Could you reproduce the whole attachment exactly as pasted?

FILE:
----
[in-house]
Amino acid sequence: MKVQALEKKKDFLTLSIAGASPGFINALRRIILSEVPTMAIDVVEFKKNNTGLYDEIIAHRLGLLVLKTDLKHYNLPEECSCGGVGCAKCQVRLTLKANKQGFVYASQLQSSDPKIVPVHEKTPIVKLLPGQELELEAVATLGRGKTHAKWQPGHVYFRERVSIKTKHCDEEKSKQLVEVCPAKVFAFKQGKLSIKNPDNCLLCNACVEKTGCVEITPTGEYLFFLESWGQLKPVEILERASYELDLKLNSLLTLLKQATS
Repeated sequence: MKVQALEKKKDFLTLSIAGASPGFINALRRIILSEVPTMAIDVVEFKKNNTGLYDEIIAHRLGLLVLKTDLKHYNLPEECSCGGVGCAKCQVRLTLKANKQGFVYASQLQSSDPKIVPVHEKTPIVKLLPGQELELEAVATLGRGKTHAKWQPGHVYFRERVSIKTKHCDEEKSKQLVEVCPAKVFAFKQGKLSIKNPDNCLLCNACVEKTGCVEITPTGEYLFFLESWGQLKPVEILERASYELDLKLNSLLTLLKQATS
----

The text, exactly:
[in-house]
Amino acid sequence: MKVQALEKKKDFLTLSIAGASPGFINALRRIILSEVPTMAIDVVEFKKNNTGLYDEIIAHRLGLLVLKTDLKHYNLPEECSCGGVGCAKCQVRLTLKANKQGFVYASQLQSSDPKIVPVHEKTPIVKLLPGQELELEAVATLGRGKTHAKWQPGHVYFRERVSIKTKHCDEEKSKQLVEVCPAKVFAFKQGKLSIKNPDNCLLCNACVEKTGCVEITPTGEYLFFLESWGQLKPVEILERASYELDLKLNSLLTLLKQATS
Repeated sequence: MKVQALEKKKDFLTLSIAGASPGFINALRRIILSEVPTMAIDVVEFKKNNTGLYDEIIAHRLGLLVLKTDLKHYNLPEECSCGGVGCAKCQVRLTLKANKQGFVYASQLQSSDPKIVPVHEKTPIVKLLPGQELELEAVATLGRGKTHAKWQPGHVYFRERVSIKTKHCDEEKSKQLVEVCPAKVFAFKQGKLSIKNPDNCLLCNACVEKTGCVEITPTGEYLFFLESWGQLKPVEILERASYELDLKLNSLLTLLKQATS